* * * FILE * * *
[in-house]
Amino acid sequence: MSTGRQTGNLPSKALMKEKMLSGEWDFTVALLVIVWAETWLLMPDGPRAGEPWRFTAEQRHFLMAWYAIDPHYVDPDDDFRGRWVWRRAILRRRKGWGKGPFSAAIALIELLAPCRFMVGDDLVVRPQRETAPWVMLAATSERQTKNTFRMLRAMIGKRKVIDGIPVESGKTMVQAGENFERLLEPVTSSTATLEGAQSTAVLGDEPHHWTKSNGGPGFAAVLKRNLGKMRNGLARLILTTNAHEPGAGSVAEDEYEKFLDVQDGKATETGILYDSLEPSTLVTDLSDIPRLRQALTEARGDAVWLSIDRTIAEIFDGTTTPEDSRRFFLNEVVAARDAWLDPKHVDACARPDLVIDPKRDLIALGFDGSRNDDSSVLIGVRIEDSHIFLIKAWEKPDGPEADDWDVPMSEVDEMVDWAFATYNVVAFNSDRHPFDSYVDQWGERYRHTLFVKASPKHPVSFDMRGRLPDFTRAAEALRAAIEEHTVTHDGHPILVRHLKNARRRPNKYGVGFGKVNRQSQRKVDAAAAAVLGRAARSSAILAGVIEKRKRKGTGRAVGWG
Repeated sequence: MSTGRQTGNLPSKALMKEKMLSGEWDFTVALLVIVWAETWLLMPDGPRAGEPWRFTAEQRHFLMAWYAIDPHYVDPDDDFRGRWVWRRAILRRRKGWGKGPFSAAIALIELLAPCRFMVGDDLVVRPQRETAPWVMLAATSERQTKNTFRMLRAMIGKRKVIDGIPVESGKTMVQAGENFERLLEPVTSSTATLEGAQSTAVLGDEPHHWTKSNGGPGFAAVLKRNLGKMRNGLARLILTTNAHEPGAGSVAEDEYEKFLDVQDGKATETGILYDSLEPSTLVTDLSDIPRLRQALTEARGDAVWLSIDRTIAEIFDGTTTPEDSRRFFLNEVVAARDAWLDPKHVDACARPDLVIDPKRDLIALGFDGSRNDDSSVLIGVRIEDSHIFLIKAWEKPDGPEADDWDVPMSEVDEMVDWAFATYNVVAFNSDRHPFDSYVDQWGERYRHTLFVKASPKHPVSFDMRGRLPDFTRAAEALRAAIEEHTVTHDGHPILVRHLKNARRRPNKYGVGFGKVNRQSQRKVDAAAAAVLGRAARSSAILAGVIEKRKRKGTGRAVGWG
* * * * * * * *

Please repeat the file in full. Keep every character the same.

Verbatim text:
[in-house]
Amino acid sequence: MSTGRQTGNLPSKALMKEKMLSGEWDFTVALLVIVWAETWLLMPDGPRAGEPWRFTAEQRHFLMAWYAIDPHYVDPDDDFRGRWVWRRAILRRRKGWGKGPFSAAIALIELLAPCRFMVGDDLVVRPQRETAPWVMLAATSERQTKNTFRMLRAMIGKRKVIDGIPVESGKTMVQAGENFERLLEPVTSSTATLEGAQSTAVLGDEPHHWTKSNGGPGFAAVLKRNLGKMRNGLARLILTTNAHEPGAGSVAEDEYEKFLDVQDGKATETGILYDSLEPSTLVTDLSDIPRLRQALTEARGDAVWLSIDRTIAEIFDGTTTPEDSRRFFLNEVVAARDAWLDPKHVDACARPDLVIDPKRDLIALGFDGSRNDDSSVLIGVRIEDSHIFLIKAWEKPDGPEADDWDVPMSEVDEMVDWAFATYNVVAFNSDRHPFDSYVDQWGERYRHTLFVKASPKHPVSFDMRGRLPDFTRAAEALRAAIEEHTVTHDGHPILVRHLKNARRRPNKYGVGFGKVNRQSQRKVDAAAAAVLGRAARSSAILAGVIEKRKRKGTGRAVGWG
Repeated sequence: MSTGRQTGNLPSKALMKEKMLSGEWDFTVALLVIVWAETWLLMPDGPRAGEPWRFTAEQRHFLMAWYAIDPHYVDPDDDFRGRWVWRRAILRRRKGWGKGPFSAAIALIELLAPCRFMVGDDLVVRPQRETAPWVMLAATSERQTKNTFRMLRAMIGKRKVIDGIPVESGKTMVQAGENFERLLEPVTSSTATLEGAQSTAVLGDEPHHWTKSNGGPGFAAVLKRNLGKMRNGLARLILTTNAHEPGAGSVAEDEYEKFLDVQDGKATETGILYDSLEPSTLVTDLSDIPRLRQALTEARGDAVWLSIDRTIAEIFDGTTTPEDSRRFFLNEVVAARDAWLDPKHVDACARPDLVIDPKRDLIALGFDGSRNDDSSVLIGVRIEDSHIFLIKAWEKPDGPEADDWDVPMSEVDEMVDWAFATYNVVAFNSDRHPFDSYVDQWGERYRHTLFVKASPKHPVSFDMRGRLPDFTRAAEALRAAIEEHTVTHDGHPILVRHLKNARRRPNKYGVGFGKVNRQSQRKVDAAAAAVLGRAARSSAILAGVIEKRKRKGTGRAVGWG